Ong Tee Keat Speaks at ACW 2023 Opening Ceremony
August 15, 2023
About the author:
Tan Sri Ong Tee Keat, Senior Fellow of Taihe Institute, President of the BRI Caucus for Asia Pacific.
The essence of the coming-of-age ties between China and ASEAN lies not in the nomenclature of a comprehensive strategic partnership per se, but more in the ensuing efforts to strengthen mutual trust through multi-dimensional capacity development and confidence building between China and its neighbouring Southeast Asian bloc.
In light of the robust growth in trading of goods and services between China and ASEAN year-on-year, the upward trend of economic collaboration is further anticipated optimistically. This would continue to make China and ASEAN the biggest trading partner of each other in many more years to come.
New drivers are earmarked to be brought to the table to help boost the post-Covid 19 economic recovery in the region. Vaccine research and production, alongside with digital economy, green economy and blue economy, just to name a few, are all set to characterize the post-CSP collaboration between China and ASEAN.
Nonetheless, we have to acknowledge the hard reality that amid the changing geopolitical dynamics across the world, the economy-driven collaboration may no longer be sufficient to meet the rising aspirations in the region.
Against the prevailing backdrop of hostile wedge-driving between China and ASEAN in the rising geopolitical face-off, widening gulf of trust-deficit remains a real litmus test to the CSP.
Model of the China-ASEAN cooperation has to go multi-dimensional and holistic in the face of new challenges. Track 2 diplomacy is now in dire need to bridge the gap of trust-building. China, the nearest neighbor of ASEAN that has the most public goods to offer to humanity, needs to be better understood in the right perspective.
In this context, trust building is an imperative element in managing the CSP relations between ASEAN and China. Trust deficit must be efficiently arrested with determination.
Much has been talked about the People-to-people exchange under the framework of Track 2 Diplomacy. No doubt, tourism might constitute part of it, but the tourist arrival statistics do not necessarily translate into trust-building.
In this regard, it's imperative that both China and ASEAN seek to explore new frontiers of collaboration beyond sheer economics and infrastructural development. In brief, the China-ASEAN cooperation should go multi-dimensional and holistic if the resilience of CSP is to be preserved.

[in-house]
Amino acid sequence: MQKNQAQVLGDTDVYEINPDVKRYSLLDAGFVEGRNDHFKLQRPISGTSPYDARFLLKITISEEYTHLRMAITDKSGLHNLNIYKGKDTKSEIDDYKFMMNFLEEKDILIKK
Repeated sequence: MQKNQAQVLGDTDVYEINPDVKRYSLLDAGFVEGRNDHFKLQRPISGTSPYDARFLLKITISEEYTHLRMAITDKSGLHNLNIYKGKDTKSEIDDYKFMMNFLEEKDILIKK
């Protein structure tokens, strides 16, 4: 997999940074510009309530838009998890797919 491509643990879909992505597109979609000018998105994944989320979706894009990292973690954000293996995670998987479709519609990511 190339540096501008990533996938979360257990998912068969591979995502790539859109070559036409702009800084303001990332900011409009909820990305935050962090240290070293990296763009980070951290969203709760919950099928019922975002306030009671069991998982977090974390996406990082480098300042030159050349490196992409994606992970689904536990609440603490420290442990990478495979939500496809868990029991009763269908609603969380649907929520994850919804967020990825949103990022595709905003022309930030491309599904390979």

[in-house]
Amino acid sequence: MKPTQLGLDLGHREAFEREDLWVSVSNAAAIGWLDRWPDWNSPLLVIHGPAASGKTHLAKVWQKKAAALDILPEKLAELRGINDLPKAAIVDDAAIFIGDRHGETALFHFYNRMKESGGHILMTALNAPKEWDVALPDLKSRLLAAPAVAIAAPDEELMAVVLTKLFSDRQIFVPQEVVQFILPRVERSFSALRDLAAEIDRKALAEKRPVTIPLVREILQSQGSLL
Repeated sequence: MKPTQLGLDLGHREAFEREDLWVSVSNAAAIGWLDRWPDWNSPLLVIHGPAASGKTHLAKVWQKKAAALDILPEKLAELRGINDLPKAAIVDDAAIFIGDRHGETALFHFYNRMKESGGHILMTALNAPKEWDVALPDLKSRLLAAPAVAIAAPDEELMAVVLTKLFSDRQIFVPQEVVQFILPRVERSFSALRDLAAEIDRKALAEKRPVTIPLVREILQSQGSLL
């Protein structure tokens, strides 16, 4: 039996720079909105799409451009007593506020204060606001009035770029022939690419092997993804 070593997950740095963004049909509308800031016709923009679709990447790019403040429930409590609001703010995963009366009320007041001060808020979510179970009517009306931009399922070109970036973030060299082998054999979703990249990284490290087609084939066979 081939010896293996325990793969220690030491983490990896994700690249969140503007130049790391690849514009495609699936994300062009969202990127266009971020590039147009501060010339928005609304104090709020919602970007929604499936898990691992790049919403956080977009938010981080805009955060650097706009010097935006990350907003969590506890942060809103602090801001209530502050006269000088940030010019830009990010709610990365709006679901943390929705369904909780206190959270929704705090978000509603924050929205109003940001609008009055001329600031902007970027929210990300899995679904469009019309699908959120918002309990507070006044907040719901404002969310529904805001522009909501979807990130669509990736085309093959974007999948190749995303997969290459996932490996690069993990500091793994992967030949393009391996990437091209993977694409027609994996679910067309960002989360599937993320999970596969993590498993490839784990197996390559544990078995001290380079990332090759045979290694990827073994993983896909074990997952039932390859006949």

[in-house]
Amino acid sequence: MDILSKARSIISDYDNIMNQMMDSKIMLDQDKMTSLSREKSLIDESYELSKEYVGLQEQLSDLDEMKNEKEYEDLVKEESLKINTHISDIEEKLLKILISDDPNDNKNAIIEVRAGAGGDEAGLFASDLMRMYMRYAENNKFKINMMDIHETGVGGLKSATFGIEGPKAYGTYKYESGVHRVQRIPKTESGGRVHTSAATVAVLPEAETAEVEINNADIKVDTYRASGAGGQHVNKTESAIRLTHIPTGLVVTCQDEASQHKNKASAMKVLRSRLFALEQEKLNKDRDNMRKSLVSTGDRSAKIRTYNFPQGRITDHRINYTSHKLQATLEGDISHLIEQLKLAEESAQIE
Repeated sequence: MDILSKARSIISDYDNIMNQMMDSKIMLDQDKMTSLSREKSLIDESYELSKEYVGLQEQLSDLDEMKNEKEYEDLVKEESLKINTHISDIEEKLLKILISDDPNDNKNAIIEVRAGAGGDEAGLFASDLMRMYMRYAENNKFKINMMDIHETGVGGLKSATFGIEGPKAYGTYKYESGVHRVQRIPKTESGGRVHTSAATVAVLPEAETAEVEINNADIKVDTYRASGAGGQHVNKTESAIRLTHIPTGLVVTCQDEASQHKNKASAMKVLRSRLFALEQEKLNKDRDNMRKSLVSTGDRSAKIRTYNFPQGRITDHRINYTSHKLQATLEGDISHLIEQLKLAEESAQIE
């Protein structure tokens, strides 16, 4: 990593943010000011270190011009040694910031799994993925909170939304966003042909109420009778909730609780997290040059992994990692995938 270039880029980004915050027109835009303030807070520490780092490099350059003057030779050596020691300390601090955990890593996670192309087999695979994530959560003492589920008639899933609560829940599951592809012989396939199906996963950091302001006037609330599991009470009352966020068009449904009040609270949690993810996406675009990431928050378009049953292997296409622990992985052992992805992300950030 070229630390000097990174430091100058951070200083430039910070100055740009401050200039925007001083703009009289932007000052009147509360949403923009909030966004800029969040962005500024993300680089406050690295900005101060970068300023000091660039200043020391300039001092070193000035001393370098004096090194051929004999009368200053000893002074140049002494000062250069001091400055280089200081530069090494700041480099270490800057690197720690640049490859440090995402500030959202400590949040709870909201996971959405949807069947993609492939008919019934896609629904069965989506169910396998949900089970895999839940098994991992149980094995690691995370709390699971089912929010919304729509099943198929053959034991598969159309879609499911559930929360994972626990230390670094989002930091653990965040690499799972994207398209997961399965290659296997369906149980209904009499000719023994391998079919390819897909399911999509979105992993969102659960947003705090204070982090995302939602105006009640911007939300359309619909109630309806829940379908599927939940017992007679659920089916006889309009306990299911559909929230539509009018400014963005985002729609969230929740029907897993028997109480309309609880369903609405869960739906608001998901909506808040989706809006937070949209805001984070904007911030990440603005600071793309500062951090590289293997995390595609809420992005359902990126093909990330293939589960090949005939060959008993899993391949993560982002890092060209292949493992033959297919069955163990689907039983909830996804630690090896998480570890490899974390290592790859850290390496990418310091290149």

On regional economic integration, the coming into fruition of the RCEP provides a timely platform for the region to address the risk of supply chain disruption.
With the inclusion of China which is well equipped with a full gamut of industrial and supply chains, RCEP is visibly having the comparative edge vis-a-vis IPEF in addressing any potential supply chain disruption. The latter with the deliberate exclusion of China has yet to have a viable alternative to the Chinese supply chain though the IPEF Supply Chain Agreement, which was recently concluded with a proposed emergency response mechanism in the face of potential supply chain disruption.
The same is doable in RCEP as 11 out of 14 signatories of IPEF are the members of RCEP, where India, Fiji and the U.S. are not in the fold. Whilst 3 ASEAN member states, namely Myanmar, Cambodia and Laos are excluded from the IPEF, thus calling into question the inclusivity of IPEF.
While China and ASEAN are having their interests intertwined under the various frameworks of cooperation, efforts to synchronize the inconsistencies, if any, between the respective tariff codes under the frameworks of RCEP, ASEAN+1 and the upcoming ASEAN-China Free Trade Area (ACFTA 3.0) are absolutely crucial and necessary in the interest of multilateral economic collaboration.
Please note: The above contents only represent the views of the author, and do not necessarily represent the views or positions of Taihe Institute.
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